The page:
In Summary
Looking back in retrospect, it is easy to decry this album as a victim of eighties pop/rock culture, and in a way I guess it is. 'We Built This City' was mocked and parodied by many in mainstream media, but I guess that happens when a song like that goes to No#1, I call it tall-poppy syndrome. Paul Kantner thought the song sucked, but he would say that, since he was no longer enjoying the profits of the renamed band. And wouldn't just about any prom night during 1985 be best remembered for 'Sara' being played ad-nauseum in countless high school halls across America? Perhaps that is a sign when you know you've made it big. Despite the obvious criticisms, the CD still stays entrenched in my collection, more as a reminder of where I was, and what I was doing in 1985. Interesting recollection indeed..


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Comments
#1 | Jez on June 13 2008 10:06:10
The first album to be released under the 'Starship' moniker, so i suppose a change in sound should be expected. At the time, 'We Built This City' was all over the radio, and isn't a bad track, the Michael Bolton 'Desperate Dreams' is also good along with 'Sara' . The rest was a disappointment, and compared to the glories of 'Freedom At Point Zero', 'Winds Of Change' and 'Modern Times' you can honestly say this is pretty average Pop/Rock stuff.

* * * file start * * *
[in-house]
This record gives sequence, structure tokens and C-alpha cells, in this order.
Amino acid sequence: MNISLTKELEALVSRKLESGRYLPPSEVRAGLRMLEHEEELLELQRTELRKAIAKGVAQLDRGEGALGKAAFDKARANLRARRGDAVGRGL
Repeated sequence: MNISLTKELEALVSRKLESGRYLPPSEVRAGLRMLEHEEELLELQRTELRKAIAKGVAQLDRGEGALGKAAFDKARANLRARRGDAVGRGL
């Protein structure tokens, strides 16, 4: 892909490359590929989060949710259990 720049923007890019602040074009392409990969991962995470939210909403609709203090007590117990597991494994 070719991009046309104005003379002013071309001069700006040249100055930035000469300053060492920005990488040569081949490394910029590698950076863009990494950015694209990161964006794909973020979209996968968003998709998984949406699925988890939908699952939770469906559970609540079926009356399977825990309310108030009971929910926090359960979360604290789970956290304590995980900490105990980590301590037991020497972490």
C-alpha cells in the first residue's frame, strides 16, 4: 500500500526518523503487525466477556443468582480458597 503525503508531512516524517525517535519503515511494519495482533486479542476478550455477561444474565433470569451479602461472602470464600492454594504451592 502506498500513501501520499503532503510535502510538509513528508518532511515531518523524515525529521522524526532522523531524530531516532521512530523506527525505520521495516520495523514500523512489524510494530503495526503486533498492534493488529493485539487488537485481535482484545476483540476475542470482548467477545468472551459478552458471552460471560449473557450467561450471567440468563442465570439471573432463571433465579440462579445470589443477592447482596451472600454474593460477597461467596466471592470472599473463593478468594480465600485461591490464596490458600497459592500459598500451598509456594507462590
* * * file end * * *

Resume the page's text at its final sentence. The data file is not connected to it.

#2 | george_the_jack on July 01 2008 15:19:32
Agree. Pop/Rock stuff is what we have here under a very commercial touch. 'We built this city'' has been playing on the radio since I remember myself walking!! Smile An AOR poppy superhit indded
#3 | Danielovich on December 20 2009 10:25:25
I recently read that Grace Slick was embarrassed with "We built this city", as was chosen the "worst rock song of all time" by a website. Firstly, that web has a terrible bad taste in music. Secondly, maybe Slick could give away all the money that she earnt with the song, as she is so "terribly embarrassed" with it.
What a stupid era we live in. Long live Starship!
My favorite is "No protection", which has more edge in the sound.This "Knee deep" has a terrible and bland production.
#4 | Eric on December 20 2009 13:33:37
Slick is notorious for dumb comments.
#5 | trillion1999 on October 19 2011 15:34:16
I love Sara.I have never had anything against We Built This City.I like the song and can stand the video.I blame it on Bernie Taupin why I tolerate the song at all.
#6 | jeffrey343 on October 19 2011 16:27:14
This was pretty different from the stellar AOR on the first part of "Nuclear Furniture" - more high-tech. There are some good songs here - "Tomorrow Doesn't Matter Tonight" and "Desperate Heart" are great, and I like "Sara" too. "We Built This City" is OK whenever I hear it on the radio (as long as it's not more than a couple of times a month). But my favorite Starship tunes are definitely before this album. Their sound became, to me, more generic starting here. Still good, but not too different from what lots of other bands were doing.
#7 | gdazegod on June 26 2013 05:26:34
YouTube Video:
#8 | super80boy on October 10 2014 23:36:54
Although lightweight at times, this still gets the job done for the mid 80's commercial radio rock cravings.